After a few months, I noticed his skin started looking sort of yellowy. Not too long after that his eyeballs weren’t white anymore. They were sad and matched the color of his skin. He tried to smile, but I knew he didn’t feel like smilin’ too much.

When I realized how sick Grandpa was I asked Mom, “Does grandpa know his eyes are yellow now, bein’ he’s color blind and all?” Mom said she didn’t know but told me not to ask him.

Pastor asked if anyone else wanted to say something. I raised my hand and waited to be called on like in school. He told me I could stand up by him so everybody could see me. 

“My grandpa was color blind. He couldn’t tell what color tomatoes or watermelons were. He didn’t know when his grass needed watered or that I have gold flecks in my eyes. He said most colors blended together into one brownish-yellow mess. Muckledunberry is what he called it. That’s not a real color. Not even in the biggest box of crayons, you won’t find a muckledunberry.” Everyone laughed when I said that.

“I picked this dress at the store to wear special for today. It’s bright yellow, not muckledunberry like he’s use to.” I pulled the hem of my dress up a little bit and pointed at the flowers. “It has pink and green in it and Mom said it makes the gold flecks in my eyes sparkle.”

 “I learned in Sunday School that when we go to heaven we aren’t sick no more. That means Grandpa’s cancer is all gone now. So, I think his colorblindness is gone, too. Today Grandpa is walking on the streets of gold. I think that’s pretty cool.”

Mom sniffed and blew her nose and then she winked at me.

 “I chose this dress so Grandpa can look down from heaven and see me in full color.” I spun around to show off my dress and people giggled. “And now,” I looked up at Pastor and smiled big, “he knows what color my eyes really are.”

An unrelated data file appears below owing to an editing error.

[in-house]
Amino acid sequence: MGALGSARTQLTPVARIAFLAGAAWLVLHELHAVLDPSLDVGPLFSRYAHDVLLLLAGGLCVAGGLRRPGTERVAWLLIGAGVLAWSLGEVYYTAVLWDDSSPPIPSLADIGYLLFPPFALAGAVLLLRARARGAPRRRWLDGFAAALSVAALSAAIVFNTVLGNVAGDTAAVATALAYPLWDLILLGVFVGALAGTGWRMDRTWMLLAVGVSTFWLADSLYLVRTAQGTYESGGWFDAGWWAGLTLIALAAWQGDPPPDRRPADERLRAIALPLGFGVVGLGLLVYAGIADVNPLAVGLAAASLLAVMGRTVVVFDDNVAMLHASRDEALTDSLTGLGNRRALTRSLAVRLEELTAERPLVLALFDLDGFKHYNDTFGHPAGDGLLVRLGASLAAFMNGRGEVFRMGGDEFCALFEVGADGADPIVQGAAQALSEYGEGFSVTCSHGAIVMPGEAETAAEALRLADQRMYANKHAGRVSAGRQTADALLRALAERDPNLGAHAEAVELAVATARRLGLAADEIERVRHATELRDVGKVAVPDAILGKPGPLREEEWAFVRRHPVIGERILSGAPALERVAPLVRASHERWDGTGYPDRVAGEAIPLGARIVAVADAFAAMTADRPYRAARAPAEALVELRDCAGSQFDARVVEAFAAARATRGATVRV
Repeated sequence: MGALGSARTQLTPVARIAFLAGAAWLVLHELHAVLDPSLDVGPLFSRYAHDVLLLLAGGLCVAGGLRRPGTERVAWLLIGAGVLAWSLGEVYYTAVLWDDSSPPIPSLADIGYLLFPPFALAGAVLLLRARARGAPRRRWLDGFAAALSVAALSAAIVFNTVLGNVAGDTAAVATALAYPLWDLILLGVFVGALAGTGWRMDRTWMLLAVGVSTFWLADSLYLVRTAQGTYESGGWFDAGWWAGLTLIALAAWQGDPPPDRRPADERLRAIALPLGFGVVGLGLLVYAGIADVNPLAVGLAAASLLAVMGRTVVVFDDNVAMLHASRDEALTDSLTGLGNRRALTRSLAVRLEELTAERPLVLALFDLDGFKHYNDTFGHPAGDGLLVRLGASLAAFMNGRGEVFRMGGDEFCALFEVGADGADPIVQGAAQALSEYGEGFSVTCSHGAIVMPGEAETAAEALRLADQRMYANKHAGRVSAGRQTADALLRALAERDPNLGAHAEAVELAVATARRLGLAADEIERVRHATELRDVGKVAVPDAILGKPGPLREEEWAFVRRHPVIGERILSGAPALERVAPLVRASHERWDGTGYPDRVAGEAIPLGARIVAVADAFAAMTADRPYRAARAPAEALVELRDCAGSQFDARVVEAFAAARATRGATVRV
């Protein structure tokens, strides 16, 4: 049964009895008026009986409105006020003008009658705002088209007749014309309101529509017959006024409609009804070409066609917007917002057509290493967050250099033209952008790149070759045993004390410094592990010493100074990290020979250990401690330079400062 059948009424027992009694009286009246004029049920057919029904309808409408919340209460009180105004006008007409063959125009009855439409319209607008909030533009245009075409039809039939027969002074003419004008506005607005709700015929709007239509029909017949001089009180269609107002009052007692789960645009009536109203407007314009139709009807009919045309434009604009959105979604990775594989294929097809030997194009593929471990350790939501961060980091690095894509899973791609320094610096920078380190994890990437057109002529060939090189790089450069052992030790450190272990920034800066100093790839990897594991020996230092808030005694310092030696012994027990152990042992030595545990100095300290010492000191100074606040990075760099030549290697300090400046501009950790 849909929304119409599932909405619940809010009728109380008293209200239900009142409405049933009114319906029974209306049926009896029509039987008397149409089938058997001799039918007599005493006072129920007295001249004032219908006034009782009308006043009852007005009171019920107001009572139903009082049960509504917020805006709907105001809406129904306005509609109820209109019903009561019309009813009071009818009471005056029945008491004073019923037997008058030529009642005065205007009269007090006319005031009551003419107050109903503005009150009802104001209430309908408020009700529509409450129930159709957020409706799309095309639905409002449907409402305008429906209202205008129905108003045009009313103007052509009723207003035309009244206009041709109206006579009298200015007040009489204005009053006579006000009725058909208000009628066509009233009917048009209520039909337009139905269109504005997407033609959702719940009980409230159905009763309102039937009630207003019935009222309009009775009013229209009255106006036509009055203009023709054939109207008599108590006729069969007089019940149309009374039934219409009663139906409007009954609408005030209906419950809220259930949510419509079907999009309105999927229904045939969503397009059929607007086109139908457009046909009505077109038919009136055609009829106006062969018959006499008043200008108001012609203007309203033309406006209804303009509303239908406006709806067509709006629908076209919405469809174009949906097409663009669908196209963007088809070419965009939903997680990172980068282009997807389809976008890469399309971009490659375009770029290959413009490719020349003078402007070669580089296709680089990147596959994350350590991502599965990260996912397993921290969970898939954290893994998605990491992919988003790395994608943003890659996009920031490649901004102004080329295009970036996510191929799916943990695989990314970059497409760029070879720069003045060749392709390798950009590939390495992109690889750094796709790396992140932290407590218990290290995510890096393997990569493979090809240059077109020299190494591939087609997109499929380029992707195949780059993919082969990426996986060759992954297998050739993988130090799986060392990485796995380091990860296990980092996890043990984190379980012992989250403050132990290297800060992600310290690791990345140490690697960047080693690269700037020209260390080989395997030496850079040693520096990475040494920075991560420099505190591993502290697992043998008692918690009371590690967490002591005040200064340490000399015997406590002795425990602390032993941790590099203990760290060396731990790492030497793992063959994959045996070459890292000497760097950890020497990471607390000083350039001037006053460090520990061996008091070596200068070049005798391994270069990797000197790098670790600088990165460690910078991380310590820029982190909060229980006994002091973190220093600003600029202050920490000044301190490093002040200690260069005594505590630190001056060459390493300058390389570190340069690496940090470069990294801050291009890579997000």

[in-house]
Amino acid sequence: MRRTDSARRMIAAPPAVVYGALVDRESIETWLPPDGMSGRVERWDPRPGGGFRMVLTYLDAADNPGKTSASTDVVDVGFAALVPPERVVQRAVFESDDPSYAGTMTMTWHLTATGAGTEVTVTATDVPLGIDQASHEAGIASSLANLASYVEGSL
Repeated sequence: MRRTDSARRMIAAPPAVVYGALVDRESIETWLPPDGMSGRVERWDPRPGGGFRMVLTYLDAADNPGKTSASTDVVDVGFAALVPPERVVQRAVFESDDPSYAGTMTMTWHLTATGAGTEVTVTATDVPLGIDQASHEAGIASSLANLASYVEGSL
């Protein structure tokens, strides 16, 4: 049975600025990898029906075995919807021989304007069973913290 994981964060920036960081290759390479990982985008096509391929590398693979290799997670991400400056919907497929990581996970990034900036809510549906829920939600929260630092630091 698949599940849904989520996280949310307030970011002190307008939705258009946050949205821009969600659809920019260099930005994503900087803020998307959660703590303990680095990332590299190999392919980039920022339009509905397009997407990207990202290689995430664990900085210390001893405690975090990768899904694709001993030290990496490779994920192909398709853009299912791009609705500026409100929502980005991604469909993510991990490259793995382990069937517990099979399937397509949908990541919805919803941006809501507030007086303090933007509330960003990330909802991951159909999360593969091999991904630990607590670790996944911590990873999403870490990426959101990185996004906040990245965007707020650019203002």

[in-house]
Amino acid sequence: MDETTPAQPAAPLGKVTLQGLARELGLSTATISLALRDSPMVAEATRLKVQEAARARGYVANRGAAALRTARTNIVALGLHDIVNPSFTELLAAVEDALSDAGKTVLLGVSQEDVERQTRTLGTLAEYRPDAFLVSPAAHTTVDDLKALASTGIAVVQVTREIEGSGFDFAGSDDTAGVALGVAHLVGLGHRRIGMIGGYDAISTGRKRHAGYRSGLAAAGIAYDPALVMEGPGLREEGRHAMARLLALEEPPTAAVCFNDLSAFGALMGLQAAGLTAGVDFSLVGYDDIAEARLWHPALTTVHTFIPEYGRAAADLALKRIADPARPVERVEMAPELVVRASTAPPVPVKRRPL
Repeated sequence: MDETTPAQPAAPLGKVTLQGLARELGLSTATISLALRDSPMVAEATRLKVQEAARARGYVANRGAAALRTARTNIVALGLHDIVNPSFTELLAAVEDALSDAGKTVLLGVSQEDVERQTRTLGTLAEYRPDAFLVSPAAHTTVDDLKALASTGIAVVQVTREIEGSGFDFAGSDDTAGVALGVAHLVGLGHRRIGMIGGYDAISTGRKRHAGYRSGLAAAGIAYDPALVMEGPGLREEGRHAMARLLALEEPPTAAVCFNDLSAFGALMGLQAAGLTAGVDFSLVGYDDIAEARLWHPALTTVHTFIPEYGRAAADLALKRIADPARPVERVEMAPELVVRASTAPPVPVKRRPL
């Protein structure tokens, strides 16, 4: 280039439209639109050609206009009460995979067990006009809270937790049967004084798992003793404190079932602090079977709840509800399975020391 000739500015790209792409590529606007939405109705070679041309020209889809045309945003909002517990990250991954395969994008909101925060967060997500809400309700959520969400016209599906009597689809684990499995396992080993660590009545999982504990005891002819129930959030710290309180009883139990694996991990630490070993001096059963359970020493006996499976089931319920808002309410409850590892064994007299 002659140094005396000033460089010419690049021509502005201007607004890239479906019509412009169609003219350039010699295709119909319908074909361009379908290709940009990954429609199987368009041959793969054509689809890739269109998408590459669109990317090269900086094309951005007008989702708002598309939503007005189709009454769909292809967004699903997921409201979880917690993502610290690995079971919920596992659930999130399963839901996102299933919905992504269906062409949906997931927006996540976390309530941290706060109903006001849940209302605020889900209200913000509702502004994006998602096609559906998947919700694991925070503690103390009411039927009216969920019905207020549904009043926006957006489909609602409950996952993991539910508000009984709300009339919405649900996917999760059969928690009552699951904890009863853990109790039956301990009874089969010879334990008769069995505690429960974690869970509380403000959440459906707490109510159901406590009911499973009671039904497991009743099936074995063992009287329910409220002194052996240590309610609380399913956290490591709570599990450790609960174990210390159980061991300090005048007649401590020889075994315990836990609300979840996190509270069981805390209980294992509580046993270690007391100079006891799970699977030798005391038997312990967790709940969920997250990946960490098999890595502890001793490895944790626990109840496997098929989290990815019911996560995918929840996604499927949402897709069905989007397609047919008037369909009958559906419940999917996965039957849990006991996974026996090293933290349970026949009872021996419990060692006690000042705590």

Stay Just As You Are?

>> January 21, 2016

Years ago, I used to drive by a church sign that always had the same phrase on it: COME AS YOU ARE. I suppose it may have been taken from the mid 90’s praise chorus Come Just As You Are, but today I pondered the phrase. I even wondered if they still had the same phrase on their reader board since the mid 90’s.

Sunday, during the preservice prayer time, the Lord gave me a word to share prior to leading worship. I quickly jotted it down and read it to our congregation in obedience. Today, I used what the Lord whispered to me and expanded on it to write a short poem. 

(Disclaimer: I do not consider myself to be a "poet".)

Come just as you are
Accepted with all your scars
Come hungry and hurting
Leave satisfied and whole
Come lost and longing
Leave with peace in your soul

Come angry and confused
Leave with all tensions diffused
Come weak and weary
Leave bolstered and cheery
Come as a seeker of things above
Leave with a heart filled with hope and love

Come; bring your lifestyle of despair
Spend time on your knees in warfare
Come and meet with Jesus
For He is the One who can free us
Come just as you are, indeed
 But leave as a new creation, set free

You see, Jesus loves you just as you are. This is true. But we need to understand that we can’t truly live for Jesus and stay in that “just as you are” condition. He loves us enough to help us grow beyond our “just as you are” mindset. 

“Therefore if any man be in Christ, he is a new creation: Old things have passed away; behold, all things are become new.” 2 Corinthians 5:17

Almost three decades have passed since I first saw this phrase on that church reader board and it is still there today. I hope and pray that over the years as people enter through their church doors just as they are that they have left  a little bit different every week. 

And I pray that for our church as well.

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~Psalm 77:6 "I call to remembrance my song in the night; I meditate within my heart,and my spirit makes diligent search."